This is probably one of the most difficult events to project winners because it’s a birdie-fest and it often comes down to a wide variety of players that just happen to hit their irons well and putt well that week. It’s an extremely low scoring event as the courses are fairly wide open with little fairway and the ball travels further in the high elevation. But more critically to the low scoring is the extremely receptive and flat greens. This event usually posts the closest field average proximity to the cup on Red and Yellow Zone shots as well as short game shots around the green. That means more birdie opportunities and more chip ins.

Projected Winning Score: -23


John Rahm +800
Brian Harman +1,400
Kevin Kisner +1,800
Webb Simpson +1,800
Phil Mickelson +2,200


 Patton Kizzire +2,800
Zach Johnson +2,800
James Hahn +5,000
Blayne Barber +20,000
Nicholas Lindheim +20,000


Wednesday, January 10, 2018

What to Look For: The 2018 Sony Open

The PGA Tour starts their first full field event of the year at the Sony Open at Waialae CC.

The Sony Open was originally called the Hawaiian Open since its inception in 1965. It has been played at Waialae Country Club in every event.

Waialae CC is based in Honolulu and is a Seth Raynor design that was built in 1927. Raynor used a wide variety of design concepts and that has led to him being a very popular designer by golf architecture enthusiasts as some of his more well noted designs include The Carmago Club, Chicago Golf Club, Fishers Island, Old White TPC, Country Club of Charleston, Yeamans Hall and the Yale Club.

I’ve played a few Raynor designs and have generally been underwhelmed by them. Probably the most common concept I see out of Raynor designs is that he liked to take away the driver off the tee and loved elevated greens, neither of which I am a fan of. Donald Ross wasn’t afraid to take the driver out of a player’s hand, but he usually made it more of a gamble that if a player did hit driver and hit a great shot they would be rewarded. I never liked elevated greens because I don’t like the inability to see where the ball ends up with relation to the flag. I always thought one of Arnold Palmer’s brilliant design concepts is that he prefered to design greens that settled down at the bottom of the slope and that added to the beauty of the hole.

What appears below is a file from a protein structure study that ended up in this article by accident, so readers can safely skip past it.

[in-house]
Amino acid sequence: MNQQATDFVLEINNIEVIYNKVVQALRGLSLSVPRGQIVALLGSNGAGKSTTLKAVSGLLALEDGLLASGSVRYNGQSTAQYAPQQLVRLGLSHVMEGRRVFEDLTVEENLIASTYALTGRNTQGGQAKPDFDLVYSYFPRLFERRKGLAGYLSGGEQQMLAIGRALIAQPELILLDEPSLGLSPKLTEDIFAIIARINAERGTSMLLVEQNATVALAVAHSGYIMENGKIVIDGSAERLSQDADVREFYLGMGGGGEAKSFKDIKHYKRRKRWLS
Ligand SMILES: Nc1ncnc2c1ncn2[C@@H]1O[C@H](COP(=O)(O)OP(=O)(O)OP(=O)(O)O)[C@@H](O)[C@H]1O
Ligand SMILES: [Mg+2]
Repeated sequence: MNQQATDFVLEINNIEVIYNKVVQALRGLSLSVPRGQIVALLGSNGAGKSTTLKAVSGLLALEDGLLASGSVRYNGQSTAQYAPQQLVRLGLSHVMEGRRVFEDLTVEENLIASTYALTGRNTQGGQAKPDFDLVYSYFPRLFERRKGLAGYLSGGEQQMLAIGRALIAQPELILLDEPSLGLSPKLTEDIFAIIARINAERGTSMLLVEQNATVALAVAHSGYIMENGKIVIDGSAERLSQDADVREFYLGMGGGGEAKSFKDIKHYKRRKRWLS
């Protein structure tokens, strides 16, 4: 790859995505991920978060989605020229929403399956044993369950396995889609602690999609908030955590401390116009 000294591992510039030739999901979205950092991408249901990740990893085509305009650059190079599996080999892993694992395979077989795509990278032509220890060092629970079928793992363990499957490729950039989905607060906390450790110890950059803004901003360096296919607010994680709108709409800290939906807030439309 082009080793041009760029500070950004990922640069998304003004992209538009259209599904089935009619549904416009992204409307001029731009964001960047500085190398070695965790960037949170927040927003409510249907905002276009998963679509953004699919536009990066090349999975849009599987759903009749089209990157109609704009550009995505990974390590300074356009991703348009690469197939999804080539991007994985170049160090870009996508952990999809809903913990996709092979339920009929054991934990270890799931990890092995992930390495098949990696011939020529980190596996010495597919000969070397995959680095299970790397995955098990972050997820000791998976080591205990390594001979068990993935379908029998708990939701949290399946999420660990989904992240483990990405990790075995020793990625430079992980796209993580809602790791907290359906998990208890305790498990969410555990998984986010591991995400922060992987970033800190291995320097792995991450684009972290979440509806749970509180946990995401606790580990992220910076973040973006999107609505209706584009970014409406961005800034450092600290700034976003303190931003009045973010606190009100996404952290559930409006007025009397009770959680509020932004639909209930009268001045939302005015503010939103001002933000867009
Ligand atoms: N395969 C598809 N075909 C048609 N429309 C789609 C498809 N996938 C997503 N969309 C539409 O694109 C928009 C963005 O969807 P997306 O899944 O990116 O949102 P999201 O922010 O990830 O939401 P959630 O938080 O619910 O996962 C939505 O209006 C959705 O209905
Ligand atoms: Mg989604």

A couple of years ago Waialae received some anonymous votes by PGA Tour players for worst course on Tour. I actually like Waialae, but I can concede some of the disdain for the course as some holes have that patented Raynor extreme doglegs that force large curvatures off the tee and do not allow for driver. I think that wide angle doglegs are perhaps the worst design concept in all of golf course design.

But, what I like about Waialae…other than being in a great location and being an old school course…is that it does not favor bombers. It may favor short hitters with good wedge games a little too much, but in general it allows for a wide open variety of styles that can win here.

There’s a wide variety of shots that need to be hit and it’s almost impossible for anybody to hit a lot of fairways given how narrow they are and how the wind tends to blow. This forces a lot of brilliant rescue shots to save par and you should see a lot of birdies, but a lot of bogeys that can pop up at any time.

Lastly, the last Critical Hole on the course is the par-5 18th hole.

Projected Winning Score: -23


Jordan Spieth +500
Justin Thomas +800
Brian Harman +2,000
Zach Johnson +2,800
Daniel Berger +3,300
Webb Simpson +3,300


Kyle Stanley +7,000
Keegan Bradley +8,000
Chris Kirk +9,000
Chad Campbell +25,000


Tuesday, January 2, 2018

What to Look For: Sentry Tournament of Champions

The start of the 2018 year on the Tour kicks off with the Sentry Tournament of Champions at Kapalua. This is the 64th year the Tournament of Champions has been on Tour and the Tour has been playing the Plantation Course at Kapalua since 1999.

The Plantation Course was designed by Ben Crenshaw and Bill Coore. It’s the only par-73 on Tour and plays pretty much like most Crenshaw & Coore courses play like, wide ope with plenty of very scenic views with rolling contours, particularly close to the green.

The course is well respected on Tour because it doesn’t beat anybody up and the views are tremendous. It also helps that the participant have all won in the past year on Tour and there is no cut line. Most participants will arrive a week earlier and check out Hawaii with their family or their girlfriend. They will often end up paying for their caddy’s expenses as well as a favor for coming over for such a pricey plane ticket and a job well done the previous year.

The course is not only wide open, but you will see perhaps the most roll of the fairways of any course on Tour with oftent imes seeing 80+ yards of roll on tee shots. The cuorse stress long and short iron approaches. And while it yields a lot of birdies, it also stresses short game shots around the green.


Jordan Spieth +600
Justin Thomas +600
Dustin Johnson +750


Hideki Matsuyama +1,200
Marc Leishman +2,000
Wesley Bryan +15,000